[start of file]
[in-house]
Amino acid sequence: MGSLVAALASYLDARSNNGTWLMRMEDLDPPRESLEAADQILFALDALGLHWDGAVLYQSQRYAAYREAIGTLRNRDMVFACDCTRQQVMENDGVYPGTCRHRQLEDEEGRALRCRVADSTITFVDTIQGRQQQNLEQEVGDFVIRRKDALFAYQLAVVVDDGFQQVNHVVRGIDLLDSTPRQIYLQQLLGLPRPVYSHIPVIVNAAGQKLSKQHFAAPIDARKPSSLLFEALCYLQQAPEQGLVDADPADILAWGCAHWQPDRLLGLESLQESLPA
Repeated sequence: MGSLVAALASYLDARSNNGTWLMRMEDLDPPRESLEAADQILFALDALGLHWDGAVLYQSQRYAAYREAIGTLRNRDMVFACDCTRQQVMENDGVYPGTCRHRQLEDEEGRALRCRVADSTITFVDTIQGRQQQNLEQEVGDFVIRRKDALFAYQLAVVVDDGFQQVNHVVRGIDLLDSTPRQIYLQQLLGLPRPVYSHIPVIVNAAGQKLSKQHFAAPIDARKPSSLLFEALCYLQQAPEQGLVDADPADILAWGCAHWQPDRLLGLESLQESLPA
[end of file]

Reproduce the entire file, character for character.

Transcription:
[in-house]
Amino acid sequence: MGSLVAALASYLDARSNNGTWLMRMEDLDPPRESLEAADQILFALDALGLHWDGAVLYQSQRYAAYREAIGTLRNRDMVFACDCTRQQVMENDGVYPGTCRHRQLEDEEGRALRCRVADSTITFVDTIQGRQQQNLEQEVGDFVIRRKDALFAYQLAVVVDDGFQQVNHVVRGIDLLDSTPRQIYLQQLLGLPRPVYSHIPVIVNAAGQKLSKQHFAAPIDARKPSSLLFEALCYLQQAPEQGLVDADPADILAWGCAHWQPDRLLGLESLQESLPA
Repeated sequence: MGSLVAALASYLDARSNNGTWLMRMEDLDPPRESLEAADQILFALDALGLHWDGAVLYQSQRYAAYREAIGTLRNRDMVFACDCTRQQVMENDGVYPGTCRHRQLEDEEGRALRCRVADSTITFVDTIQGRQQQNLEQEVGDFVIRRKDALFAYQLAVVVDDGFQQVNHVVRGIDLLDSTPRQIYLQQLLGLPRPVYSHIPVIVNAAGQKLSKQHFAAPIDARKPSSLLFEALCYLQQAPEQGLVDADPADILAWGCAHWQPDRLLGLESLQESLPA